Chatsworth’s Chelsea will be green and pleasant

8 June 2016....Director General of the RHS Sue Biggs and Show Director Nick Mattingley are joined by Chatsworth's Head of Gardens and Landscapes Steve Porter at an event to introduce the RHS Chatsworth Flower Show which will be launched from 7 to 11 June 2017. Picture Scott Merrylees
8 June 2016....Director General of the RHS Sue Biggs and Show Director Nick Mattingley are joined by Chatsworth's Head of Gardens and Landscapes Steve Porter at an event to introduce the RHS Chatsworth Flower Show which will be launched from 7 to 11 June 2017. Picture Scott Merrylees
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A 28-acre site, an estimated turnout of 80,000 over five days and a cost running into millions - these are the vital statistics giving a flavour of the scale of a major flower show coming to Chatsworth.

The Royal Horticultural Society’s gardening celebration will happen from June 7 to 11 next year in the grounds of the house, joining the organisation’s calendar of events, including shows at Tatton Park, Hampton Court and Chelsea.

Plant exhibitions themed around habitats such as woodland, Mediterranean and jungle will be held in a 14-metre-tall recreation of gardener and architect Joseph Paxton’s Great Conservatory, which was built in 1840 and demolished in 1920, and three large ‘floral bridges’ will span the River Derwent, one built in the Palladian style.

The site will dwarf the 11-acre Chelsea show, and talks are even being held about televising the 2017 event.

Sue Biggs, the director general of the RHS, said bringing a show to the Peak District was a ‘dream come true’, and that it represented a long-term commitment. “I hope we are here for at least 25 years, if not 100 or more,” said Sue, who was brought up in Broomhill.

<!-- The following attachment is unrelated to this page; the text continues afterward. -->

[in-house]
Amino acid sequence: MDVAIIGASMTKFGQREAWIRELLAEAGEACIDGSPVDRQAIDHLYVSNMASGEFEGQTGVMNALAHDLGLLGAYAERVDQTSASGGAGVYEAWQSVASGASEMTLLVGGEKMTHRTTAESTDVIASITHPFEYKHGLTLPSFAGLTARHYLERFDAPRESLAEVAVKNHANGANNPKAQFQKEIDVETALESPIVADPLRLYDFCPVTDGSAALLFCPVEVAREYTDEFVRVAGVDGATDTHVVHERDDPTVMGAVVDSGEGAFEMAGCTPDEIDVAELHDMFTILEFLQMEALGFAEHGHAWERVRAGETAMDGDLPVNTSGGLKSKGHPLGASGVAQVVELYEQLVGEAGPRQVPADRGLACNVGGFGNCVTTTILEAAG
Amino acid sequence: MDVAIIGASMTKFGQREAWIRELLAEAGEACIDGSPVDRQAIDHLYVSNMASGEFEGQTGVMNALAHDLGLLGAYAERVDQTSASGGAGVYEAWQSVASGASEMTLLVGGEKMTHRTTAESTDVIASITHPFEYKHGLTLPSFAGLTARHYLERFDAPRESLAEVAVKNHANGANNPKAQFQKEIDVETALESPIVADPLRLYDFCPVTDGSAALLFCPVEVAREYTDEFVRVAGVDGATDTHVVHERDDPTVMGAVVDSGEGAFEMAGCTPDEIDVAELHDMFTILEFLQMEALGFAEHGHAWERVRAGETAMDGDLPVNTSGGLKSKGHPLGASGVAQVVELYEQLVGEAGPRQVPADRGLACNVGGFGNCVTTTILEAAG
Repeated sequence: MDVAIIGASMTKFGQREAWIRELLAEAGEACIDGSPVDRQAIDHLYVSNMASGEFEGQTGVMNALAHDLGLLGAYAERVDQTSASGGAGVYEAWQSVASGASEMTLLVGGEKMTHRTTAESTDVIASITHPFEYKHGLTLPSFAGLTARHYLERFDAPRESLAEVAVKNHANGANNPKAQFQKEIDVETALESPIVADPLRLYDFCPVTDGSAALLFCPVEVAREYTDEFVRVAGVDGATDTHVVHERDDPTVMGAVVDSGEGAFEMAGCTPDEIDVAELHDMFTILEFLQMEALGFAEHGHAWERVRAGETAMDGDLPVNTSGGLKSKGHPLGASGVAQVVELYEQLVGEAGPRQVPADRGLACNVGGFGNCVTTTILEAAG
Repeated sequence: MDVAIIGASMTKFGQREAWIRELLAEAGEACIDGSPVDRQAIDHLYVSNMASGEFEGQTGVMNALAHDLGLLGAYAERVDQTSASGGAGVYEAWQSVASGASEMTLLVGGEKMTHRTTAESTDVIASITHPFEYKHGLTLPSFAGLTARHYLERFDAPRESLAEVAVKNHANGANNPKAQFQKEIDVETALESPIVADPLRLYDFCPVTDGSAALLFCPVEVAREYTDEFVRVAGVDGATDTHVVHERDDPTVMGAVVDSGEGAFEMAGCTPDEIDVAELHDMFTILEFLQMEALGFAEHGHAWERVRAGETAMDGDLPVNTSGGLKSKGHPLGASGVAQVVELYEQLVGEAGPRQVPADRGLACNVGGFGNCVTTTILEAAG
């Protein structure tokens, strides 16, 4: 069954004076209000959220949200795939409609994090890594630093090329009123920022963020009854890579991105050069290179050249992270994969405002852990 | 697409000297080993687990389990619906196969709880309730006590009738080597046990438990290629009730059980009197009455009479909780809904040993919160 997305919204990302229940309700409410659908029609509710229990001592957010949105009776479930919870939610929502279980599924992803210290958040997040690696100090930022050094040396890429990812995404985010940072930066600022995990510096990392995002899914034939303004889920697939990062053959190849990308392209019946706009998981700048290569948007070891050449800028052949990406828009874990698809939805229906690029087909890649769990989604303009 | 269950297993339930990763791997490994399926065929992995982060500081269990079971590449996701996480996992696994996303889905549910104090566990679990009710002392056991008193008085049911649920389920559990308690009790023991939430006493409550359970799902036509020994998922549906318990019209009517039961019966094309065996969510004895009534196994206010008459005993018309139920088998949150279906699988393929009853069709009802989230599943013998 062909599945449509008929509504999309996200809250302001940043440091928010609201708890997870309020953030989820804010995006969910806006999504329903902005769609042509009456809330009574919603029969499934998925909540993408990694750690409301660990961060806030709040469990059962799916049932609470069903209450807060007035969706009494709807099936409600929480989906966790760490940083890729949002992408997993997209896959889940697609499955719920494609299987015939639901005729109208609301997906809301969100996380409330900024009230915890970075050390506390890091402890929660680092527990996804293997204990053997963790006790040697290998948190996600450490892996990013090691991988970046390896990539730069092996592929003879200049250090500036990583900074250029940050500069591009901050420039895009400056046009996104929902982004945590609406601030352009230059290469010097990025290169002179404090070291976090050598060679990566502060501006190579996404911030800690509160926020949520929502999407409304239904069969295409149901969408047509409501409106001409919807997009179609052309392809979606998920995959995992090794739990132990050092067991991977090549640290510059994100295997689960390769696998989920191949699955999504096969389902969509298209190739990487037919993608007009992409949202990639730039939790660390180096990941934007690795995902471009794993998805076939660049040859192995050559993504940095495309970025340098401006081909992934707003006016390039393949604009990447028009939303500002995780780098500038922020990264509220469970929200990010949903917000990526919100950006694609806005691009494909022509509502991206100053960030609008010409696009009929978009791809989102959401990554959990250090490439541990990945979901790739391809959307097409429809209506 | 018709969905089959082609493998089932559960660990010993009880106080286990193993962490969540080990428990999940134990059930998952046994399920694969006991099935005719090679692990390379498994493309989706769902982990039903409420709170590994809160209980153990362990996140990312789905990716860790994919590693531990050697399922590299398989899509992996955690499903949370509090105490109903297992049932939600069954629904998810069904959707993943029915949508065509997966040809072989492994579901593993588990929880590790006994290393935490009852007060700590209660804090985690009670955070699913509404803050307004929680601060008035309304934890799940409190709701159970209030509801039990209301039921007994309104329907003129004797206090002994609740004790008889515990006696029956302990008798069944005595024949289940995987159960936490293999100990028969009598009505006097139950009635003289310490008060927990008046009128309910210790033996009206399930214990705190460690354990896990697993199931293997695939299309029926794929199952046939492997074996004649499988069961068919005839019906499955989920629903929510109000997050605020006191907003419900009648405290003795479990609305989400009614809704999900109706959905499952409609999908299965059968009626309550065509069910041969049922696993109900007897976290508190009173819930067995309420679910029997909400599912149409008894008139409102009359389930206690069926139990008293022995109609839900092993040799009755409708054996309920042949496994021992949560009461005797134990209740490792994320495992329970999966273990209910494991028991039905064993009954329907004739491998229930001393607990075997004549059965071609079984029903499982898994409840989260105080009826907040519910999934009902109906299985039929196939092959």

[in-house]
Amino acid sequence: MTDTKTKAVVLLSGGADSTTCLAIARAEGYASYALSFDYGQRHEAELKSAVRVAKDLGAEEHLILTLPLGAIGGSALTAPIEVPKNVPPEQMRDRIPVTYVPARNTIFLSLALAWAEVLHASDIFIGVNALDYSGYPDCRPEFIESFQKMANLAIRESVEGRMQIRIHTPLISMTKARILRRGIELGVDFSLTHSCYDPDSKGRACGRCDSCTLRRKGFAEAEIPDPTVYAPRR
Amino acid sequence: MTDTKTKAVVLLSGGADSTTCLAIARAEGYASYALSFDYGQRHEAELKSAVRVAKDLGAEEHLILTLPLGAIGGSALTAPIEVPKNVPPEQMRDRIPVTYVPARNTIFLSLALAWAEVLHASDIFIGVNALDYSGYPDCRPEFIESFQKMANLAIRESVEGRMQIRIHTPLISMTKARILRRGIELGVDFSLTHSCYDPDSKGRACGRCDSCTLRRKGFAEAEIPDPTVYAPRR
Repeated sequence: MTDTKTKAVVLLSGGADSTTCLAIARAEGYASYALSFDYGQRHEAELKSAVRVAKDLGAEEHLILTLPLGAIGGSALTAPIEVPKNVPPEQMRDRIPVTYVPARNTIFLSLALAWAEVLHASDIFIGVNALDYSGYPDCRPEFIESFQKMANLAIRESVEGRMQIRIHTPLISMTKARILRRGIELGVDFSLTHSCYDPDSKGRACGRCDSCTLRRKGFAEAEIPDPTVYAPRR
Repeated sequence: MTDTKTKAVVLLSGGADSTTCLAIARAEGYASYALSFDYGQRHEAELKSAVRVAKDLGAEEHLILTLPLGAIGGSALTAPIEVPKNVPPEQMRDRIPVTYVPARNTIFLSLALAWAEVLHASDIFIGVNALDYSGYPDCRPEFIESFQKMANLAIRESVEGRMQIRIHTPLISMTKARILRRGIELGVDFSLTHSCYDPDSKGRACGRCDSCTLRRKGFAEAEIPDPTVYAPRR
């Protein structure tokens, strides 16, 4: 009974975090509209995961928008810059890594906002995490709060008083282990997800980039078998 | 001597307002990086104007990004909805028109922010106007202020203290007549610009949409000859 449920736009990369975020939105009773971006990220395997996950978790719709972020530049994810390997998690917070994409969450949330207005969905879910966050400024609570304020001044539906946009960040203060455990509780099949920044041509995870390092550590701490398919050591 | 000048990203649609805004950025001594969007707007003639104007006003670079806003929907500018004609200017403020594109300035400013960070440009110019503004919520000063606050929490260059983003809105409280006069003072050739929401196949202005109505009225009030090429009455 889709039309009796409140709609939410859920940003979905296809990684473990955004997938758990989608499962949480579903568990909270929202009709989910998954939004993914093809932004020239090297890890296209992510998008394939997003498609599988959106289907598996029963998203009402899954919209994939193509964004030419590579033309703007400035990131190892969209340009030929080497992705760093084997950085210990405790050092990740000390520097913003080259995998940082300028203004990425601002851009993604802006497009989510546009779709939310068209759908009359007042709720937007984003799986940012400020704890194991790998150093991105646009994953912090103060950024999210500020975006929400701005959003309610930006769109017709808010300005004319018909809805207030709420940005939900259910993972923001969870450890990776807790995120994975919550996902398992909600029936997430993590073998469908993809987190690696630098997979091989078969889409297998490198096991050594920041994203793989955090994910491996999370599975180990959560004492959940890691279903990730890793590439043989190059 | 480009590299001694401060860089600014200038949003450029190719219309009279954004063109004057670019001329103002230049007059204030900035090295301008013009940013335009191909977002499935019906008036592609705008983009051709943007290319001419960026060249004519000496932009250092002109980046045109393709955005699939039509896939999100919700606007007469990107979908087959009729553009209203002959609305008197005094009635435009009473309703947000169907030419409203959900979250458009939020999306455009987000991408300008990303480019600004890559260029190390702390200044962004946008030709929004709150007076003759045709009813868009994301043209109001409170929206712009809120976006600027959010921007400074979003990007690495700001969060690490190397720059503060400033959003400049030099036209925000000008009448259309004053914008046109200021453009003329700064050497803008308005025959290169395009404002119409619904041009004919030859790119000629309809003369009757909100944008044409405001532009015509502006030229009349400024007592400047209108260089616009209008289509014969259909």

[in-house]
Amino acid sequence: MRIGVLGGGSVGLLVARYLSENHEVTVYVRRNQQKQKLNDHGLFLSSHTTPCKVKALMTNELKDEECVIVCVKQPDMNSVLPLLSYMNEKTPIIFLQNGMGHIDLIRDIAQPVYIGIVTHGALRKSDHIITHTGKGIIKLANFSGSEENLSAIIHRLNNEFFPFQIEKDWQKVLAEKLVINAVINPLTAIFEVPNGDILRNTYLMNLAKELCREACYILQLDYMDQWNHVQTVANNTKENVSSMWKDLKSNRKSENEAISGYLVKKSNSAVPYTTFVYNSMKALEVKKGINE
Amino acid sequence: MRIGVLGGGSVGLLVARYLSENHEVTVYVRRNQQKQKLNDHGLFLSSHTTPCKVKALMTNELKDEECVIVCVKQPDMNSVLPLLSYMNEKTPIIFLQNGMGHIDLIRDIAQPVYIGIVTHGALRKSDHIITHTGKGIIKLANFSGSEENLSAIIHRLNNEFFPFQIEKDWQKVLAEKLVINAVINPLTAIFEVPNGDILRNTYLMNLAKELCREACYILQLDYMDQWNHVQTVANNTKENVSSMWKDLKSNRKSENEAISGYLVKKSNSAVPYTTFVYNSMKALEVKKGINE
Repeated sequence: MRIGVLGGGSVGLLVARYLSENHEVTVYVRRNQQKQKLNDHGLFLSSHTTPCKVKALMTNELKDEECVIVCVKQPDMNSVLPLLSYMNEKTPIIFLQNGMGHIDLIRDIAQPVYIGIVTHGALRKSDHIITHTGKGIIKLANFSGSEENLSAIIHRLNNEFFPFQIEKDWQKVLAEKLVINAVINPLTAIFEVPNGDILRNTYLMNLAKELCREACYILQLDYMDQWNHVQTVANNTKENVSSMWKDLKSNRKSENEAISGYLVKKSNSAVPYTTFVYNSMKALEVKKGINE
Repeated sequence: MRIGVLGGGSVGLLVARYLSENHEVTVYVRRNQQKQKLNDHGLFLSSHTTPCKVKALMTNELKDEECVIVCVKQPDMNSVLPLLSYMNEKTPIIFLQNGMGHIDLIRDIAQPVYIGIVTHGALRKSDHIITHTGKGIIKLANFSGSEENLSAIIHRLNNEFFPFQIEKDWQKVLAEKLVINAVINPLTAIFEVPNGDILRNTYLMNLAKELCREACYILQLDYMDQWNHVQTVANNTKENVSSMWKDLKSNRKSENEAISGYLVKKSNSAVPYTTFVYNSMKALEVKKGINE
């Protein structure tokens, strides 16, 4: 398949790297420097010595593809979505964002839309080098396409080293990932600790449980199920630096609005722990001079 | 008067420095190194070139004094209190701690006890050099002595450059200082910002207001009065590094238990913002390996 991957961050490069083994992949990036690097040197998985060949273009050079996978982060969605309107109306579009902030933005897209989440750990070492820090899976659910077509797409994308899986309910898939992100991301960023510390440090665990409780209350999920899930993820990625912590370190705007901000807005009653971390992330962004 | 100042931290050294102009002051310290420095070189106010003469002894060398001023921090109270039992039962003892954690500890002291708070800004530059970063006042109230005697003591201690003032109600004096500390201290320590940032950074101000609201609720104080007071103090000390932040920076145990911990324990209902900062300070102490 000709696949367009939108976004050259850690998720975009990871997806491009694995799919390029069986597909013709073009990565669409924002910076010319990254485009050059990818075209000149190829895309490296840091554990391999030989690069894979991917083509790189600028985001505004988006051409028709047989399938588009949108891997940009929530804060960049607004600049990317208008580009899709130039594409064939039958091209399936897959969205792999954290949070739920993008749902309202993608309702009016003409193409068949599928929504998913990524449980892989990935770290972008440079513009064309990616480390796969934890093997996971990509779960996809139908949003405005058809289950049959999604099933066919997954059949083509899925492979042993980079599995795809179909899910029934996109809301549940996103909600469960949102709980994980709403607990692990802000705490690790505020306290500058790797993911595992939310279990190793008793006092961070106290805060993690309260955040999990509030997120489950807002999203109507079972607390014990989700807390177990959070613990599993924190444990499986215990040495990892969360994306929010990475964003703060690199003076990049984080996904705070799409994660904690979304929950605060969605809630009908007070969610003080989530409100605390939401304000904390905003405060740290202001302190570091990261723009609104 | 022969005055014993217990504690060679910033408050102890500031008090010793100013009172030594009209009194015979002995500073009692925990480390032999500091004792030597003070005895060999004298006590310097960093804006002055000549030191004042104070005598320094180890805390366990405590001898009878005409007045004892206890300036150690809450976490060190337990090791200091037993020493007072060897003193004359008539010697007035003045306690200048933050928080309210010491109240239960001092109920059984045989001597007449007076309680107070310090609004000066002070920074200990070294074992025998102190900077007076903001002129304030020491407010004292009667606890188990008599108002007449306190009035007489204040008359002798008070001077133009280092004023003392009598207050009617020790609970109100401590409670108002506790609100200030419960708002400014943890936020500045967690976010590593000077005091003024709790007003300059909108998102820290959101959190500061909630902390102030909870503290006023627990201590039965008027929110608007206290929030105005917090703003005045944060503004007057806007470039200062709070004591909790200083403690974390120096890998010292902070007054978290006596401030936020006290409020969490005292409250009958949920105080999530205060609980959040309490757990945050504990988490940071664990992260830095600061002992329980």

“Not only will it help with the wonderful work done at Chatsworth, it will help us fund part of our vision to enrich people’s lives and make Britain a more green and beautiful place.”

It will be the society’s first big new event in more than a decade, and Sue said it would boost the local economy through trade stands and tourism, with visitors expected from the UK and abroad.

“There are some amazing visitors we will be able to bring to experience what a beautiful part of the world this is.”

She said it had the potential to be the ‘best event in the horticultural calendar, and the calendar of the North of England’.

Show manager Katie Draper said the event would promote innovation, with an overarching concept of ‘design revolutionaries’. “For example, we can look at Joseph Paxton, who had such a huge impact on the estate,” she said.

“Chatsworth is simply going to provide a stunning backdrop steeped in history but completely at home with the present.”

Show garden entrants are being asked to focus on ‘cutting edge design’ and ‘future heritage’. Katie explained this as: “In years to come, what will the design inspirations be that make history?”

Entries are now being accepted, with a deadline of August 8. “We’re really excited to see what comes in,” she added.

Three-dimensional models can also be submitted to a design competition, looking at how gardens can adapt to changing climate conditions.

As well as the conservatory replica, exhibits will be shown in a millstone-shaped area, intended to surround visitors with flowers and plants.

The decision to hold the show was taken two years ago, and gardeners are already hard at work growing their exhibits. Last year Chatsworth won ‘best in show’ at Chelsea with an exhibit inspired by the estate’s ornamental Trout Stream and Paxton’s rockery.

Sue laughed: “It was a genuine coincidence!”

A community engagement day this week was attended by the Duke and Duchess of Devonshire.